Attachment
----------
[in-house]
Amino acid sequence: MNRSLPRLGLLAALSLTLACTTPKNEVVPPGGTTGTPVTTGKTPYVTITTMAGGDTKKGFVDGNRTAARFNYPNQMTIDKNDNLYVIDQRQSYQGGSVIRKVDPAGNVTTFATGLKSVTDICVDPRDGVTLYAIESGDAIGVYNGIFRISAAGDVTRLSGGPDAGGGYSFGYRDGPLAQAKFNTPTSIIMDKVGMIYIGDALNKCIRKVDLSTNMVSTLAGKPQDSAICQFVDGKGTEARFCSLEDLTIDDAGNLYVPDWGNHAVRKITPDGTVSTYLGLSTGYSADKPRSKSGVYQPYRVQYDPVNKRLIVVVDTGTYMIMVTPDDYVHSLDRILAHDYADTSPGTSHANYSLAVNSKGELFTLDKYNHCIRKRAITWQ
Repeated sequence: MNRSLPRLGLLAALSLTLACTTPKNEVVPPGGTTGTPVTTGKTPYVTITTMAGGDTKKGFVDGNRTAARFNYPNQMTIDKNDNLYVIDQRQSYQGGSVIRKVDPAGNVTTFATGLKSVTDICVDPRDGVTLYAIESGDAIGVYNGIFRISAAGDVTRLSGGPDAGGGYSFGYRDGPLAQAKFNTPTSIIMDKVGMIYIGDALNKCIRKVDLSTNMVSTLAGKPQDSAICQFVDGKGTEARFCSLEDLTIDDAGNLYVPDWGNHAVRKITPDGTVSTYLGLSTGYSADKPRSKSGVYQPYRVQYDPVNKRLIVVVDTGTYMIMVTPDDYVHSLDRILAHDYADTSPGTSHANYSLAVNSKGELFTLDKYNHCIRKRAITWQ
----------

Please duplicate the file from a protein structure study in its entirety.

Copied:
[in-house]
Amino acid sequence: MNRSLPRLGLLAALSLTLACTTPKNEVVPPGGTTGTPVTTGKTPYVTITTMAGGDTKKGFVDGNRTAARFNYPNQMTIDKNDNLYVIDQRQSYQGGSVIRKVDPAGNVTTFATGLKSVTDICVDPRDGVTLYAIESGDAIGVYNGIFRISAAGDVTRLSGGPDAGGGYSFGYRDGPLAQAKFNTPTSIIMDKVGMIYIGDALNKCIRKVDLSTNMVSTLAGKPQDSAICQFVDGKGTEARFCSLEDLTIDDAGNLYVPDWGNHAVRKITPDGTVSTYLGLSTGYSADKPRSKSGVYQPYRVQYDPVNKRLIVVVDTGTYMIMVTPDDYVHSLDRILAHDYADTSPGTSHANYSLAVNSKGELFTLDKYNHCIRKRAITWQ
Repeated sequence: MNRSLPRLGLLAALSLTLACTTPKNEVVPPGGTTGTPVTTGKTPYVTITTMAGGDTKKGFVDGNRTAARFNYPNQMTIDKNDNLYVIDQRQSYQGGSVIRKVDPAGNVTTFATGLKSVTDICVDPRDGVTLYAIESGDAIGVYNGIFRISAAGDVTRLSGGPDAGGGYSFGYRDGPLAQAKFNTPTSIIMDKVGMIYIGDALNKCIRKVDLSTNMVSTLAGKPQDSAICQFVDGKGTEARFCSLEDLTIDDAGNLYVPDWGNHAVRKITPDGTVSTYLGLSTGYSADKPRSKSGVYQPYRVQYDPVNKRLIVVVDTGTYMIMVTPDDYVHSLDRILAHDYADTSPGTSHANYSLAVNSKGELFTLDKYNHCIRKRAITWQ